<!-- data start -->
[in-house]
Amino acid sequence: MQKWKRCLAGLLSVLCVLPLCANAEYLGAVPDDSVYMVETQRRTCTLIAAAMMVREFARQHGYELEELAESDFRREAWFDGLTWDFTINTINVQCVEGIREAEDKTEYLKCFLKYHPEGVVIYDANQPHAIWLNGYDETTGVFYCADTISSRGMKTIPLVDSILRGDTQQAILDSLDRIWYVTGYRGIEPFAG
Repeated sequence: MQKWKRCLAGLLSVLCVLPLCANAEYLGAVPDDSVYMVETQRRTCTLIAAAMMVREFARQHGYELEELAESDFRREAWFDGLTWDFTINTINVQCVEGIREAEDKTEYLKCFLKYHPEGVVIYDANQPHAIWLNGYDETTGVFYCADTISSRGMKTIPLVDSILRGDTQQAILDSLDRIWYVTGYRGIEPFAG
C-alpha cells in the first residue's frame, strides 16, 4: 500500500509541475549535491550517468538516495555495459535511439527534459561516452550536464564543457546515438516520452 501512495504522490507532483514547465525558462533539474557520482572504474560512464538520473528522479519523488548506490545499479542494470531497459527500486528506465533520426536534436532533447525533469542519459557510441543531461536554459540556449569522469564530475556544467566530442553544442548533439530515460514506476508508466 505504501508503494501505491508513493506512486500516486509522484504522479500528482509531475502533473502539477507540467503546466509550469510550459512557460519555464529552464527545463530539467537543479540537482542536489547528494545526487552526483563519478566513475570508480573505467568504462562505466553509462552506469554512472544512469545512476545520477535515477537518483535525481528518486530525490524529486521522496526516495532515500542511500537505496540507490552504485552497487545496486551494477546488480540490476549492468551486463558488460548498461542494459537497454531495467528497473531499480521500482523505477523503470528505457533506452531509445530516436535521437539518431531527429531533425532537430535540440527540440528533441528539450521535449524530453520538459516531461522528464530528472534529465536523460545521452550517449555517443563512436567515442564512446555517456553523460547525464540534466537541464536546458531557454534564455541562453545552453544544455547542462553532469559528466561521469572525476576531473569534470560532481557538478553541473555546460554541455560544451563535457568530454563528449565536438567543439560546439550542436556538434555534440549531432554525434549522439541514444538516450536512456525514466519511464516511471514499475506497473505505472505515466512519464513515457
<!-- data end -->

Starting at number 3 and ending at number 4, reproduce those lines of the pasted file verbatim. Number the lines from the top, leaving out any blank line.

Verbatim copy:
Repeated sequence: MQKWKRCLAGLLSVLCVLPLCANAEYLGAVPDDSVYMVETQRRTCTLIAAAMMVREFARQHGYELEELAESDFRREAWFDGLTWDFTINTINVQCVEGIREAEDKTEYLKCFLKYHPEGVVIYDANQPHAIWLNGYDETTGVFYCADTISSRGMKTIPLVDSILRGDTQQAILDSLDRIWYVTGYRGIEPFAG
C-alpha cells in the first residue's frame, strides 16, 4: 500500500509541475549535491550517468538516495555495459535511439527534459561516452550536464564543457546515438516520452 501512495504522490507532483514547465525558462533539474557520482572504474560512464538520473528522479519523488548506490545499479542494470531497459527500486528506465533520426536534436532533447525533469542519459557510441543531461536554459540556449569522469564530475556544467566530442553544442548533439530515460514506476508508466 505504501508503494501505491508513493506512486500516486509522484504522479500528482509531475502533473502539477507540467503546466509550469510550459512557460519555464529552464527545463530539467537543479540537482542536489547528494545526487552526483563519478566513475570508480573505467568504462562505466553509462552506469554512472544512469545512476545520477535515477537518483535525481528518486530525490524529486521522496526516495532515500542511500537505496540507490552504485552497487545496486551494477546488480540490476549492468551486463558488460548498461542494459537497454531495467528497473531499480521500482523505477523503470528505457533506452531509445530516436535521437539518431531527429531533425532537430535540440527540440528533441528539450521535449524530453520538459516531461522528464530528472534529465536523460545521452550517449555517443563512436567515442564512446555517456553523460547525464540534466537541464536546458531557454534564455541562453545552453544544455547542462553532469559528466561521469572525476576531473569534470560532481557538478553541473555546460554541455560544451563535457568530454563528449565536438567543439560546439550542436556538434555534440549531432554525434549522439541514444538516450536512456525514466519511464516511471514499475506497473505505472505515466512519464513515457